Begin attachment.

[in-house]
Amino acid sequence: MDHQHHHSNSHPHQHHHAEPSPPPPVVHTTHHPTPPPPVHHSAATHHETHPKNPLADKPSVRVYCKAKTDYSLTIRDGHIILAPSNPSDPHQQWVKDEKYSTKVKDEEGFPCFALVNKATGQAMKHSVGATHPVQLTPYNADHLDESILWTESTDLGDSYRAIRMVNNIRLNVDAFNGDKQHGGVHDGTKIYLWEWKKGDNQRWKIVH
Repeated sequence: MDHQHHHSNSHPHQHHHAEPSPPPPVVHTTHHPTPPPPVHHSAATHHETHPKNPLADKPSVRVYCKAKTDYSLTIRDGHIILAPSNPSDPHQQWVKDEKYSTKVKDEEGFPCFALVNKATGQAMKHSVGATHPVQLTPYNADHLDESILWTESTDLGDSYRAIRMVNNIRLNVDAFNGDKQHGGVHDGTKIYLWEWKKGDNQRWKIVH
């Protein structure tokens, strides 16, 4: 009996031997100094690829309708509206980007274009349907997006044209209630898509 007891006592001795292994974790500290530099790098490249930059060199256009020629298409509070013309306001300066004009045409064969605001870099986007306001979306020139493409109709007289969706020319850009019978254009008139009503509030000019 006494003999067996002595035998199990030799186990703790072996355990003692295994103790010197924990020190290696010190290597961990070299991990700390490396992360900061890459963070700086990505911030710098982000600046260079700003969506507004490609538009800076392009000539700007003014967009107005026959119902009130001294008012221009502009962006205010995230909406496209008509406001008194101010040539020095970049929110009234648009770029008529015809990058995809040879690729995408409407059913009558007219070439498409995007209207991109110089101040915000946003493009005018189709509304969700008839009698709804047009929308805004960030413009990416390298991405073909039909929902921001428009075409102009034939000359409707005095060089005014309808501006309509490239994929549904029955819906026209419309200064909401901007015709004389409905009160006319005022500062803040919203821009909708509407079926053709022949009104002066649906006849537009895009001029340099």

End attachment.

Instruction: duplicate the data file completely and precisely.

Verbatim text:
[in-house]
Amino acid sequence: MDHQHHHSNSHPHQHHHAEPSPPPPVVHTTHHPTPPPPVHHSAATHHETHPKNPLADKPSVRVYCKAKTDYSLTIRDGHIILAPSNPSDPHQQWVKDEKYSTKVKDEEGFPCFALVNKATGQAMKHSVGATHPVQLTPYNADHLDESILWTESTDLGDSYRAIRMVNNIRLNVDAFNGDKQHGGVHDGTKIYLWEWKKGDNQRWKIVH
Repeated sequence: MDHQHHHSNSHPHQHHHAEPSPPPPVVHTTHHPTPPPPVHHSAATHHETHPKNPLADKPSVRVYCKAKTDYSLTIRDGHIILAPSNPSDPHQQWVKDEKYSTKVKDEEGFPCFALVNKATGQAMKHSVGATHPVQLTPYNADHLDESILWTESTDLGDSYRAIRMVNNIRLNVDAFNGDKQHGGVHDGTKIYLWEWKKGDNQRWKIVH
């Protein structure tokens, strides 16, 4: 009996031997100094690829309708509206980007274009349907997006044209209630898509 007891006592001795292994974790500290530099790098490249930059060199256009020629298409509070013309306001300066004009045409064969605001870099986007306001979306020139493409109709007289969706020319850009019978254009008139009503509030000019 006494003999067996002595035998199990030799186990703790072996355990003692295994103790010197924990020190290696010190290597961990070299991990700390490396992360900061890459963070700086990505911030710098982000600046260079700003969506507004490609538009800076392009000539700007003014967009107005026959119902009130001294008012221009502009962006205010995230909406496209008509406001008194101010040539020095970049929110009234648009770029008529015809990058995809040879690729995408409407059913009558007219070439498409995007209207991109110089101040915000946003493009005018189709509304969700008839009698709804047009929308805004960030413009990416390298991405073909039909929902921001428009075409102009034939000359409707005095060089005014309808501006309509490239994929549904029955819906026209419309200064909401901007015709004389409905009160006319005022500062803040919203821009909708509407079926053709022949009104002066649906006849537009895009001029340099």